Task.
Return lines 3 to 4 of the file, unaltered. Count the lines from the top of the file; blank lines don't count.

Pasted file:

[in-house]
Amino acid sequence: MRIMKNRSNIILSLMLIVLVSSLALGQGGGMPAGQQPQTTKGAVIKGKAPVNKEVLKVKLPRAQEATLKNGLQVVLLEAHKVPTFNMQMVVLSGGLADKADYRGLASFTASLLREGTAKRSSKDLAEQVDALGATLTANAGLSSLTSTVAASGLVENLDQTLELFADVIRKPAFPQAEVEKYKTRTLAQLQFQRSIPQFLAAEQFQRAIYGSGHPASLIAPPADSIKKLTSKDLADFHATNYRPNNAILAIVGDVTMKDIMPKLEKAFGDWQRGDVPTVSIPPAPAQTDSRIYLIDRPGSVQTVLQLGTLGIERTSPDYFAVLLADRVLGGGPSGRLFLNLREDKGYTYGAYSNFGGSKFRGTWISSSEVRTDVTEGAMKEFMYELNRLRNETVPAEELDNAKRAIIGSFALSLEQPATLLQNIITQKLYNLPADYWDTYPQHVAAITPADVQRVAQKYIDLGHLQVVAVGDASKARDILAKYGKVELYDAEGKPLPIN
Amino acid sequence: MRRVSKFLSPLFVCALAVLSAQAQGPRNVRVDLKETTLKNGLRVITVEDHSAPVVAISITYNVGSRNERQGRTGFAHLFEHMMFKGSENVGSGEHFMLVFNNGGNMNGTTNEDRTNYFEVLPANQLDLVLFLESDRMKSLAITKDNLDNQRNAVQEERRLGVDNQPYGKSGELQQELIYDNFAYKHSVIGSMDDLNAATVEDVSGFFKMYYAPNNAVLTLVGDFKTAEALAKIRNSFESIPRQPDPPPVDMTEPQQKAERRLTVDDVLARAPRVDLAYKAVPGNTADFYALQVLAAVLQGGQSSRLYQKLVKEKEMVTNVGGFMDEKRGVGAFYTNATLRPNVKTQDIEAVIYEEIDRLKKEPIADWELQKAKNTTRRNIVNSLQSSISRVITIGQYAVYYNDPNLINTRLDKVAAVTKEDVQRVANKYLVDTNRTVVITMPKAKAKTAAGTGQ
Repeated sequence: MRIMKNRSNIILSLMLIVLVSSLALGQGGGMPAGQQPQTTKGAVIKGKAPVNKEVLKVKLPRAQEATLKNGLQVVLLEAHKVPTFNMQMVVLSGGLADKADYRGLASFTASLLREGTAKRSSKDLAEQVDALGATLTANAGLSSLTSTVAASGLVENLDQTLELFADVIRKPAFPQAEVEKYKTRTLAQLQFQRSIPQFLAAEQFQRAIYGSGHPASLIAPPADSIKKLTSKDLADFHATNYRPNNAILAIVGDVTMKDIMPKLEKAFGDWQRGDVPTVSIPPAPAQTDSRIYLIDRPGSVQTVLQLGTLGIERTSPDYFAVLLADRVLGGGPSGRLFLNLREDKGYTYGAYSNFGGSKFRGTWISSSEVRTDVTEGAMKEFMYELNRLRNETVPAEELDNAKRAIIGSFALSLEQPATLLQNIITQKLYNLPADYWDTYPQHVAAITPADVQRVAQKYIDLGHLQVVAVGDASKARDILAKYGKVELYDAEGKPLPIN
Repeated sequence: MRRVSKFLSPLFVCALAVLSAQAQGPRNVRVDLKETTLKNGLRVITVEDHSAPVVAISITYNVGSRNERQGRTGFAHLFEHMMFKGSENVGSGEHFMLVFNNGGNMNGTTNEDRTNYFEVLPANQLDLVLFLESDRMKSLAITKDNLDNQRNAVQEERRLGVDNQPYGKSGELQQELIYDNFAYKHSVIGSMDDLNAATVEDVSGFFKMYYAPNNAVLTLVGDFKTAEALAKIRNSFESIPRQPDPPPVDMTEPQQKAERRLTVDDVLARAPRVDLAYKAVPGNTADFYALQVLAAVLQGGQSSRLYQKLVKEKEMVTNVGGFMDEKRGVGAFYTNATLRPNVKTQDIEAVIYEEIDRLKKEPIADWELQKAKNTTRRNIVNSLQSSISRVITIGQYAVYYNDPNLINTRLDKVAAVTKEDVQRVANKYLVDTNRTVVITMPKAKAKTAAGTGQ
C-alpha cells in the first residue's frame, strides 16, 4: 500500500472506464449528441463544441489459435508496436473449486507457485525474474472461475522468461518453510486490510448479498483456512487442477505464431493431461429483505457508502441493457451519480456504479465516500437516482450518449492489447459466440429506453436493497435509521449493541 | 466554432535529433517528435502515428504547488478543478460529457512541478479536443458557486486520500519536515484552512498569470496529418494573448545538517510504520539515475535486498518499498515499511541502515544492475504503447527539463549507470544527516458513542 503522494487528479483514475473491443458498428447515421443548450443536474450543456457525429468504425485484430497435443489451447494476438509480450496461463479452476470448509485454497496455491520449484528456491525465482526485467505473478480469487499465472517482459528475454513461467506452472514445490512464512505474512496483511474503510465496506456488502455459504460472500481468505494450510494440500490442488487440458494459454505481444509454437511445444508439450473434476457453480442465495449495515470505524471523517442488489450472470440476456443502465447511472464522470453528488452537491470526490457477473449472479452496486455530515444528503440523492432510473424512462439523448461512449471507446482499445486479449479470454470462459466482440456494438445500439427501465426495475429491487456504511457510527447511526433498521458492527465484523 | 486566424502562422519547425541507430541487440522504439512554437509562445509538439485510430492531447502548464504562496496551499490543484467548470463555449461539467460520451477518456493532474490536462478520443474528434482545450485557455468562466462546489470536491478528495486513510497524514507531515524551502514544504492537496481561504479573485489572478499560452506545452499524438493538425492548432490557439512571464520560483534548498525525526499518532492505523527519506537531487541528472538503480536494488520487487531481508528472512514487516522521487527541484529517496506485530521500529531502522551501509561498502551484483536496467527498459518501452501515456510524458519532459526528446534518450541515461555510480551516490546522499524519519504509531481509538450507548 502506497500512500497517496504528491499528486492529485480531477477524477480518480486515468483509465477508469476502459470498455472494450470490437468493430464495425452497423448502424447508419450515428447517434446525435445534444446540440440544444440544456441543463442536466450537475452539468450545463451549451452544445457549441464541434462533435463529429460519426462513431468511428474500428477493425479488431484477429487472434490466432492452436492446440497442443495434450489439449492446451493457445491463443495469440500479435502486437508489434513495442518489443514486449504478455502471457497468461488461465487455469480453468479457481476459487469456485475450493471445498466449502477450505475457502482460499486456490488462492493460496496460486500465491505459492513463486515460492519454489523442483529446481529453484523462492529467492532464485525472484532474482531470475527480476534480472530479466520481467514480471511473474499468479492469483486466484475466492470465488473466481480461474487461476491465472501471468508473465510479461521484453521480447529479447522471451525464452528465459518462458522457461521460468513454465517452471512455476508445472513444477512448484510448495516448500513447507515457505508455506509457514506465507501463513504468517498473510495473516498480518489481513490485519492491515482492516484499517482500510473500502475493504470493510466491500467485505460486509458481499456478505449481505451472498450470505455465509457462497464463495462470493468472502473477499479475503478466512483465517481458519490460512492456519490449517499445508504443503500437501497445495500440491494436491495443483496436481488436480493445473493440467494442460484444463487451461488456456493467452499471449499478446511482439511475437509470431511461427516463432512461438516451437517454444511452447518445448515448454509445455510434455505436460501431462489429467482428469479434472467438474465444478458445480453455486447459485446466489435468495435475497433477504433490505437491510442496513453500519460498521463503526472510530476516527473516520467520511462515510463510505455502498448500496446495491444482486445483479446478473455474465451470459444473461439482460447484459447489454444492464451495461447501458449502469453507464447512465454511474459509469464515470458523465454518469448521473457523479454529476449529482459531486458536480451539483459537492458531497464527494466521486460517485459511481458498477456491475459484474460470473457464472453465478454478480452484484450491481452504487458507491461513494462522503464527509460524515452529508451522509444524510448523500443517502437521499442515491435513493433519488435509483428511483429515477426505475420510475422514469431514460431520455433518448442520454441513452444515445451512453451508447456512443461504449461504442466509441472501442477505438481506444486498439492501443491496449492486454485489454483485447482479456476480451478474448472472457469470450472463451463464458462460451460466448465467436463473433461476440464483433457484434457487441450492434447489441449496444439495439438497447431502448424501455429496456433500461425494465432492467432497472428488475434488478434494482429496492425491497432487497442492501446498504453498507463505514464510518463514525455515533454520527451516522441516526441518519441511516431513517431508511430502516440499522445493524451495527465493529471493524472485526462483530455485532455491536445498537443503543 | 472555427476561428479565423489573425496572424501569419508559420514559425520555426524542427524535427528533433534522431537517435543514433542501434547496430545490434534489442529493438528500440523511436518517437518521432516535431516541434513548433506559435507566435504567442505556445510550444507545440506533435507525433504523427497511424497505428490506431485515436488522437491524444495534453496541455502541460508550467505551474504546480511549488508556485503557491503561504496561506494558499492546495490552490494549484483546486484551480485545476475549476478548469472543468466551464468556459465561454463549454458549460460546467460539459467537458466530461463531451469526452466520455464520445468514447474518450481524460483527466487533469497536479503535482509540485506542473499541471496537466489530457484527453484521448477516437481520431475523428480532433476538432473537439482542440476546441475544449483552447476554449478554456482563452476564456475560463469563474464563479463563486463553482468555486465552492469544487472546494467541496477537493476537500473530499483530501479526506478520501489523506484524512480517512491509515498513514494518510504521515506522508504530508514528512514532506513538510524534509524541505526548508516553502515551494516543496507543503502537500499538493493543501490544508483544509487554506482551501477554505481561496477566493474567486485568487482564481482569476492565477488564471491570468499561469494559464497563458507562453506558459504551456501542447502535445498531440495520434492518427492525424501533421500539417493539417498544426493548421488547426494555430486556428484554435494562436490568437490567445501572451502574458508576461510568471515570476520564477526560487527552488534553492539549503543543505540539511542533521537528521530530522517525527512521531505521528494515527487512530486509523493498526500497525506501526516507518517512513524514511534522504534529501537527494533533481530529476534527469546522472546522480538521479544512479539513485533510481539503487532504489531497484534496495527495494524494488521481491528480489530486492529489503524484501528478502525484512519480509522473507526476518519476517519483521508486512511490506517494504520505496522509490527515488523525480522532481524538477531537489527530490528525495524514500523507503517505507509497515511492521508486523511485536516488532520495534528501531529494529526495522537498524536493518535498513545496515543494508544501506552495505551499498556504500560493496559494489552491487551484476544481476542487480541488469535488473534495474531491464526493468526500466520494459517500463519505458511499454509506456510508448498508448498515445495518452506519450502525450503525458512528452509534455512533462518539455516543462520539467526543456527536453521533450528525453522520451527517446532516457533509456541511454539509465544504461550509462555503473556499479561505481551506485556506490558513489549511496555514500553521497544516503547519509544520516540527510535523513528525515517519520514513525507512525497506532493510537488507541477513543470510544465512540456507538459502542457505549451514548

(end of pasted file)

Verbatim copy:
Amino acid sequence: MRRVSKFLSPLFVCALAVLSAQAQGPRNVRVDLKETTLKNGLRVITVEDHSAPVVAISITYNVGSRNERQGRTGFAHLFEHMMFKGSENVGSGEHFMLVFNNGGNMNGTTNEDRTNYFEVLPANQLDLVLFLESDRMKSLAITKDNLDNQRNAVQEERRLGVDNQPYGKSGELQQELIYDNFAYKHSVIGSMDDLNAATVEDVSGFFKMYYAPNNAVLTLVGDFKTAEALAKIRNSFESIPRQPDPPPVDMTEPQQKAERRLTVDDVLARAPRVDLAYKAVPGNTADFYALQVLAAVLQGGQSSRLYQKLVKEKEMVTNVGGFMDEKRGVGAFYTNATLRPNVKTQDIEAVIYEEIDRLKKEPIADWELQKAKNTTRRNIVNSLQSSISRVITIGQYAVYYNDPNLINTRLDKVAAVTKEDVQRVANKYLVDTNRTVVITMPKAKAKTAAGTGQ
Repeated sequence: MRIMKNRSNIILSLMLIVLVSSLALGQGGGMPAGQQPQTTKGAVIKGKAPVNKEVLKVKLPRAQEATLKNGLQVVLLEAHKVPTFNMQMVVLSGGLADKADYRGLASFTASLLREGTAKRSSKDLAEQVDALGATLTANAGLSSLTSTVAASGLVENLDQTLELFADVIRKPAFPQAEVEKYKTRTLAQLQFQRSIPQFLAAEQFQRAIYGSGHPASLIAPPADSIKKLTSKDLADFHATNYRPNNAILAIVGDVTMKDIMPKLEKAFGDWQRGDVPTVSIPPAPAQTDSRIYLIDRPGSVQTVLQLGTLGIERTSPDYFAVLLADRVLGGGPSGRLFLNLREDKGYTYGAYSNFGGSKFRGTWISSSEVRTDVTEGAMKEFMYELNRLRNETVPAEELDNAKRAIIGSFALSLEQPATLLQNIITQKLYNLPADYWDTYPQHVAAITPADVQRVAQKYIDLGHLQVVAVGDASKARDILAKYGKVELYDAEGKPLPIN